>I thought this post was both a frightening and yet strangely entertaining thought. It has such a ‘hollywood’ feel to it — perhaps this is why it’s so dangerous.
You’d think that this is an unsustainable business; I mean, don’t admins change their passwords at least from time to time? Don’t vulnerabilities get fixed, making it impossible to find the password in the long run?
Yeah, right. Site admins are probably as conscientious as they can be given their time and budget constraints. Also, it’s increasingly common for organizations to have ‘site admins’ that have more of an editing / web design background than a sysadmin / web dev / infosec background — an unfortunate consequence of increased outsourcing of web development and increased usability of CMS systems.
Nowadays, it’s the opposite effect: with easy-to-use tools such as Drupal, Joomla, DotNetNuke, or Sharepoint, you don’t need nearly as much hard skills in order to administer and maintain a website. I’d go as far as to say that to recruit an admin with a strong technical background would only lead to the person’s frustration and eventual resignation. However, it does mean that this new generation of site administrators is less likely to exercise proper caution — reading access logs, using secure passwords, performing routine security tests and code reviews, and following security feeds in order to reduce the chances of your site getting pwned.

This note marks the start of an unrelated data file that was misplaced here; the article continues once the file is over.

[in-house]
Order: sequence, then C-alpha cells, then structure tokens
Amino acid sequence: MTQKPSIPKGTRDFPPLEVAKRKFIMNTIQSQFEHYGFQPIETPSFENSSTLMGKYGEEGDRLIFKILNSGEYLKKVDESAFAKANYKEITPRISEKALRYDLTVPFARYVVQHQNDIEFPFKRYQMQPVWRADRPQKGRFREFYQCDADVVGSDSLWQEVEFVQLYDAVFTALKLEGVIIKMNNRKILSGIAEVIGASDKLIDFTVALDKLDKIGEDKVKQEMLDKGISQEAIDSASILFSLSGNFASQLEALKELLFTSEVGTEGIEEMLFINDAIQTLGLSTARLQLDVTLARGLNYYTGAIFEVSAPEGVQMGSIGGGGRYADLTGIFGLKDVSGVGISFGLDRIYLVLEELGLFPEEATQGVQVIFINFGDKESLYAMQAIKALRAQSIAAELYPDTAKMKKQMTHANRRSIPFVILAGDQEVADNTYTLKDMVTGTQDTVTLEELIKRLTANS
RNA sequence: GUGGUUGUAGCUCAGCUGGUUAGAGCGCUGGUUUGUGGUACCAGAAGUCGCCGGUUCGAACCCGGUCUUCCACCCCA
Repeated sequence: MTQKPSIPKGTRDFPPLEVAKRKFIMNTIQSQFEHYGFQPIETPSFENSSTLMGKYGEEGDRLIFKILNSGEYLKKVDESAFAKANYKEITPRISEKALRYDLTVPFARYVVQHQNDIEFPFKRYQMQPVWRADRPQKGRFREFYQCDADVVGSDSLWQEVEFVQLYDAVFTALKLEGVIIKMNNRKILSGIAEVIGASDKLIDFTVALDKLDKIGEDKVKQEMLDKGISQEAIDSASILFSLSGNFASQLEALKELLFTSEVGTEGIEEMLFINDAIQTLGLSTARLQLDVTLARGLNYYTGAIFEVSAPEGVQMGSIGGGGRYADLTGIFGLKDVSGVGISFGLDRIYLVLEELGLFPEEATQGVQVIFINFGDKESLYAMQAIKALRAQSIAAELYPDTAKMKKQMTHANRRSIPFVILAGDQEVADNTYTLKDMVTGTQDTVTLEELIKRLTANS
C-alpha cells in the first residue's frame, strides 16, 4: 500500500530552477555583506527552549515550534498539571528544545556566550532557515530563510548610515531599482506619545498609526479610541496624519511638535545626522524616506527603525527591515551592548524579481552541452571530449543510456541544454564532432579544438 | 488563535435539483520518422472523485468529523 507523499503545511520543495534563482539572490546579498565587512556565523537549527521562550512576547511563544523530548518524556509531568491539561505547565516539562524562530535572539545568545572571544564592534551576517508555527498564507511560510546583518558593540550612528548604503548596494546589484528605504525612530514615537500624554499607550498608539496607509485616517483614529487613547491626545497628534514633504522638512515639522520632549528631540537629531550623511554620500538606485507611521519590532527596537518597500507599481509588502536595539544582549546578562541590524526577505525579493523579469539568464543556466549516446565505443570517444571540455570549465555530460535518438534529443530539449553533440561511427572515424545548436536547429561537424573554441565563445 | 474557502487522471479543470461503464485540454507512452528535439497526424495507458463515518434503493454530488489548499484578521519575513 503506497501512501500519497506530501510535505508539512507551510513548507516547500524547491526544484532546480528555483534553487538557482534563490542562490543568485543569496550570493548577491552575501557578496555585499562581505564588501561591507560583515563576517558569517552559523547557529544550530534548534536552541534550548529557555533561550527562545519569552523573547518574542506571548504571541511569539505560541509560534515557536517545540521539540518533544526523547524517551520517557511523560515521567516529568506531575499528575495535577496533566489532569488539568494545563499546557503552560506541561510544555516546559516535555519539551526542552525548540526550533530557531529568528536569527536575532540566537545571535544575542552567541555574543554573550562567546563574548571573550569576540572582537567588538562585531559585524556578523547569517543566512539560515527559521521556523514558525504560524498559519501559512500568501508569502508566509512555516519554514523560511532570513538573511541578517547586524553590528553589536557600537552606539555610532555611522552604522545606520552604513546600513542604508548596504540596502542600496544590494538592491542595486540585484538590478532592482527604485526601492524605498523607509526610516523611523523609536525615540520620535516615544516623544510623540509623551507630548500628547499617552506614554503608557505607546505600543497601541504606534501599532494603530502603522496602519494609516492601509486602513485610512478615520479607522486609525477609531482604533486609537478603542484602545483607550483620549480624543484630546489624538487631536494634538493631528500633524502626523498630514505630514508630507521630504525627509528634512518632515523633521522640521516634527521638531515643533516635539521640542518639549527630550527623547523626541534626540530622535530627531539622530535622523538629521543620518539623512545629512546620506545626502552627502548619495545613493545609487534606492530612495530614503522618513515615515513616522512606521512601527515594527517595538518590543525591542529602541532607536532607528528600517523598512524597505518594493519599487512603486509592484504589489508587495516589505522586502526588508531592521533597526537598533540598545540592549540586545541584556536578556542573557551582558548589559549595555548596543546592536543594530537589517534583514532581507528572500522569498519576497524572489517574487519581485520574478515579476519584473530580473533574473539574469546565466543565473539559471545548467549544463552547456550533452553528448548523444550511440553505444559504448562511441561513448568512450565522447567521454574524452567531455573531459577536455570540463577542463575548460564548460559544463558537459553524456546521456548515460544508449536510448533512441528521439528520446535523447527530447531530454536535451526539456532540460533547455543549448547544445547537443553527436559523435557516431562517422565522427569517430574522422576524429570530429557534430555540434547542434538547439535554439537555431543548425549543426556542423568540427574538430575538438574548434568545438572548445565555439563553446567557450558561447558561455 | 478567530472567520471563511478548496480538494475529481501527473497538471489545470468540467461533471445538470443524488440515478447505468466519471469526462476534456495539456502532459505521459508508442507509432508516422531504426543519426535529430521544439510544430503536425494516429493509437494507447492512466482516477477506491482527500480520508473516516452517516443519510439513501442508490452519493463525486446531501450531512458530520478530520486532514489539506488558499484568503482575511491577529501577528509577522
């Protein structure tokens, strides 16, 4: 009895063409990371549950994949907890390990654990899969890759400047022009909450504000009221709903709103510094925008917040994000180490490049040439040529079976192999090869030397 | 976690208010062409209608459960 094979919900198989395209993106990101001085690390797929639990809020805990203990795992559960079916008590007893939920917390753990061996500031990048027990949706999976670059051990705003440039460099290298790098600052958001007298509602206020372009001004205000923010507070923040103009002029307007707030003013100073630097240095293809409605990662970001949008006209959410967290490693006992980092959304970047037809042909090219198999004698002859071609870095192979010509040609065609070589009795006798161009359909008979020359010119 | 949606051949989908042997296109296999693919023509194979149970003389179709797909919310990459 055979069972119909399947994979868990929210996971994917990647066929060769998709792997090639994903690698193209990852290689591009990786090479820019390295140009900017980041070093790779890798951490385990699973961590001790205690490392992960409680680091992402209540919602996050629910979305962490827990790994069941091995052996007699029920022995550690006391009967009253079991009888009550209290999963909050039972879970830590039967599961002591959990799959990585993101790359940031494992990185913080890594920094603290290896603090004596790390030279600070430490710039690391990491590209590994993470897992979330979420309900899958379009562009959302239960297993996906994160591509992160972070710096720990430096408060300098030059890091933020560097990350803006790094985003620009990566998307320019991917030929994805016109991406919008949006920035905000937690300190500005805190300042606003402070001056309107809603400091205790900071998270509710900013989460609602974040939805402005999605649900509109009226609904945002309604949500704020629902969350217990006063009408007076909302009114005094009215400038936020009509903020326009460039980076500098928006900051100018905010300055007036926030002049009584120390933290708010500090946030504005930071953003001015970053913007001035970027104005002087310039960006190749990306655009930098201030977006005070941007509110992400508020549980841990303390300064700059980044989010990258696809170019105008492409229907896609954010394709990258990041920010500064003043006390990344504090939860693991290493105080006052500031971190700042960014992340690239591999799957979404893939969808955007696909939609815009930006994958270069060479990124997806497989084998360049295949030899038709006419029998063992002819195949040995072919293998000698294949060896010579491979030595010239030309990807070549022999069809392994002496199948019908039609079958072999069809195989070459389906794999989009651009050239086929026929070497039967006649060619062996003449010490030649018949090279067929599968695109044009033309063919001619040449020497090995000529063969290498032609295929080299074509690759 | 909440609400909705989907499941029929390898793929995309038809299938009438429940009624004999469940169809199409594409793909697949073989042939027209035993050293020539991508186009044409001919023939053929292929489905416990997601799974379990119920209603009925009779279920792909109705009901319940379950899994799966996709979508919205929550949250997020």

Okay wise-ass, I can hear you say, thanks for stating the problem — now what’s the solution?
Sadly, there is no easy solution for this. Ideally, in a small to medium organization, you want the web team to have at least one person managing the content, layout and editing of your website — let’s face it, we techies are generally allergic to such things (anyone that’s worked with me knows not to mention colors in my presence – I get hives). That person is the main ‘business’ liaison and project champion — let’s call him/her the ‘web editor’. Then, on the technical side, you’d have one web development liaison, and one sysadmin liaison. You don’t want the person that’s writing the code to review the code, or checking the logs — each person has a set of responsibilities that compliments the others. Nobody’s stuck with a laundry list of responsibilities, routine checks are more likely to be performed and, provided that there’s adequate communication between parties, one generally avoids getting listed on such sites as mentioned above.